Since the beginning of the year, the number of Bair Hugger lawsuits has passed the 1000 mark. As of January 15th, there were a total of 1,105 cases pending before the U.S. District Court for the District of Minnesota in Minneapolis, where all federal lawsuits have been consolidated in multi-district litigation. These cases are currently in the pre-trial phase. Legal experts believe the number of cases will continue to rise, as the Bair Hugger has been used by hospitals since the early 1990s.

The Bair Hugger is a surgical blanket used to maintain a patient’s body temperature during surgery. Originally manufactured by Arizant Healthcare, Inc. (now a division of the 3M corporation), the Bair Hugger is a “forced-air warming” device that prevents an anesthetized patient’s body temperature from dropping.

It uses a portable blower in order to surround the patient with warm air while draped with a disposable blanket. A few years ago, Dr. Scott Augustine, who invented the Bair Hugger in 1988, realized there was a design flaw and issued a warning about the elevated risk of patient infection that could result from use of his device. However, by that time, his company had been taken over by 3M and he had lost control over the design and marketing of his invention.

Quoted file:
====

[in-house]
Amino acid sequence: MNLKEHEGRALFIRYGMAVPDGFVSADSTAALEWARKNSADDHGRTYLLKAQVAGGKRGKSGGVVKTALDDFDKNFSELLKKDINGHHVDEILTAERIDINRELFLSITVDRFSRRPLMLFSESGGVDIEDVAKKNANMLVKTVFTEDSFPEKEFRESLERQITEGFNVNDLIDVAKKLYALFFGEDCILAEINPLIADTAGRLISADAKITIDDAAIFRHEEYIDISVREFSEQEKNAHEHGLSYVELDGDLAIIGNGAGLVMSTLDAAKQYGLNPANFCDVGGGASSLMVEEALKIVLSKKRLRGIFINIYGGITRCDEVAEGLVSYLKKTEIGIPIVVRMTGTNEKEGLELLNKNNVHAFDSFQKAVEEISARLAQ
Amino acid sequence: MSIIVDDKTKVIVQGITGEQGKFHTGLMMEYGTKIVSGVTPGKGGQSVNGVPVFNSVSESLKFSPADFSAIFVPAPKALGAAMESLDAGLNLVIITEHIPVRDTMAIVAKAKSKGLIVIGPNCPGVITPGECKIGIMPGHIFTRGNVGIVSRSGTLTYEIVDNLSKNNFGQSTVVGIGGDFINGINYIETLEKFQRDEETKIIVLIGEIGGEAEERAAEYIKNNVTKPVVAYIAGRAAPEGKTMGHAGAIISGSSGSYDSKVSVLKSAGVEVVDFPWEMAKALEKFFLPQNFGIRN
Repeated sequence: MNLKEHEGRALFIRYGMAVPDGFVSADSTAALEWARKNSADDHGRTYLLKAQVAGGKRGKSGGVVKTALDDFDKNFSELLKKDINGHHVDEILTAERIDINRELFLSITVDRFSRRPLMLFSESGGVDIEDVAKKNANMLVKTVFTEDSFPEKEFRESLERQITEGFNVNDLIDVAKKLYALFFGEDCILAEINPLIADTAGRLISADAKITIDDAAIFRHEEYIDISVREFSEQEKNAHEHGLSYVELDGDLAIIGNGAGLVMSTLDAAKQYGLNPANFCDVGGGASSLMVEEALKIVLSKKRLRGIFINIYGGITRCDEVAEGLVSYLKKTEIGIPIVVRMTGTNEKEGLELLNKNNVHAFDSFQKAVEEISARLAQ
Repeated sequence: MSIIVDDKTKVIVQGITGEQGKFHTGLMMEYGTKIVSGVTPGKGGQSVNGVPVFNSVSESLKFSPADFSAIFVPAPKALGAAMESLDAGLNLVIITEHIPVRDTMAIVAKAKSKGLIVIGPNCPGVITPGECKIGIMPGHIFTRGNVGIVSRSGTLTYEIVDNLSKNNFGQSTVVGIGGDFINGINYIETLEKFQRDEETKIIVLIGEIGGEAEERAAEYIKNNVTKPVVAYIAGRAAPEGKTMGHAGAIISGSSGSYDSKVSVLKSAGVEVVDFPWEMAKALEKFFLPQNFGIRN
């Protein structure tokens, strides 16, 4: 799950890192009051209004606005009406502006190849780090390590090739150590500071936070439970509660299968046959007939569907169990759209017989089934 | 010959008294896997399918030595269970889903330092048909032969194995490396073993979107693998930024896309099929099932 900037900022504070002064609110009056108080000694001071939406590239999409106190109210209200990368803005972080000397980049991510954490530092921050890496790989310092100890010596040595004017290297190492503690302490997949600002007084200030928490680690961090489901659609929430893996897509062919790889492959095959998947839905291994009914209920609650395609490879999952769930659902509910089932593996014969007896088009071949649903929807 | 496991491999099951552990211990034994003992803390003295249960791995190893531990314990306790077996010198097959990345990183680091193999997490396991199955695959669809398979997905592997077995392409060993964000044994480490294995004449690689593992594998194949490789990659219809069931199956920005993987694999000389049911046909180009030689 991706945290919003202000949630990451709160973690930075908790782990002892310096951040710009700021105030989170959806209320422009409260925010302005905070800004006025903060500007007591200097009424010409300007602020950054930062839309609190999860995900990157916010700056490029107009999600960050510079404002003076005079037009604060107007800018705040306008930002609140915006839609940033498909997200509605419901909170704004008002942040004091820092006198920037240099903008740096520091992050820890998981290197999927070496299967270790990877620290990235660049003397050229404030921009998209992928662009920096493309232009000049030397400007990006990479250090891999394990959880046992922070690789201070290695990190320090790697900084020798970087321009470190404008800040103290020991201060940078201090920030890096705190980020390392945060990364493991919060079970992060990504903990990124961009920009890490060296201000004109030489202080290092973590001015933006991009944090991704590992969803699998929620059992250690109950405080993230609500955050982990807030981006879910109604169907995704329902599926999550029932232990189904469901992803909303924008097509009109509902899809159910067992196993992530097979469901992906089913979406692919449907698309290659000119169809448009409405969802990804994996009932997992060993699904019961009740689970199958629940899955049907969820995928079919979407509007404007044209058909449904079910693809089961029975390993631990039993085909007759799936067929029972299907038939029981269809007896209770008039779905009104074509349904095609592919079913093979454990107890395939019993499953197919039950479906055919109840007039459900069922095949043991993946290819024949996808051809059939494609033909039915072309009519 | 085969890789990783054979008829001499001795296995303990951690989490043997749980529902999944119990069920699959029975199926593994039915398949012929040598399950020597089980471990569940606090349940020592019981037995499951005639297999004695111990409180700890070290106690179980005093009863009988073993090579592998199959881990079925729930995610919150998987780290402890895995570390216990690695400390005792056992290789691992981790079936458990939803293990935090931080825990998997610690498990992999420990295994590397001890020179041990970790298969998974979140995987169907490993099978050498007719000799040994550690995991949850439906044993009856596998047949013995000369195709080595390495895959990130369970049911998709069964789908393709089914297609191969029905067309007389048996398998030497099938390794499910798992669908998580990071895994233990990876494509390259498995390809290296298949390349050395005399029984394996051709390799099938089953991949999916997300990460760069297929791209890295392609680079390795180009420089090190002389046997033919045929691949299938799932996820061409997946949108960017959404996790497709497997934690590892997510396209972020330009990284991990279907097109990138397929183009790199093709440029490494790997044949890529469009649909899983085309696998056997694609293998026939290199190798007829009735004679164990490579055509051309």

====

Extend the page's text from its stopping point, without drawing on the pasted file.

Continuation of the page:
3M was not interested in any such warning, even though five additional studies confirmed Dr. Augustine’s fears. After all, the product is currently used in nine out of ten hospitals in the U.S., and has generated over $31 billion in sales for the company. Meanwhile, the Bair Hugger has been implicated in deep-joint infections that have led to needless limb amputations.

Plaintiffs in Bair Hugger lawsuits allege that 3M has known about this design flaw and has deliberately failed to either make corrections to the device or issue warnings to the medical profession. 3M denies all allegations, and claims that Dr. Augustine is a disgruntled, ex-employee who is trying to profit off a substitute medical device he has invented.

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K.J. McElrath is a former history and social studies teacher who has long maintained a keen interest in legal and social issues. In addition to writing for The Ring of Fire, he is the author of two published novels: Tamanous Cooley, a darkly comic environmental twist on Dante's Inferno, and The Missionary's Wife, a story of the conflict between human nature and fundamentalist religious dogma. When not engaged in journalistic or literary pursuits, K.J. works as an entertainer and film composer.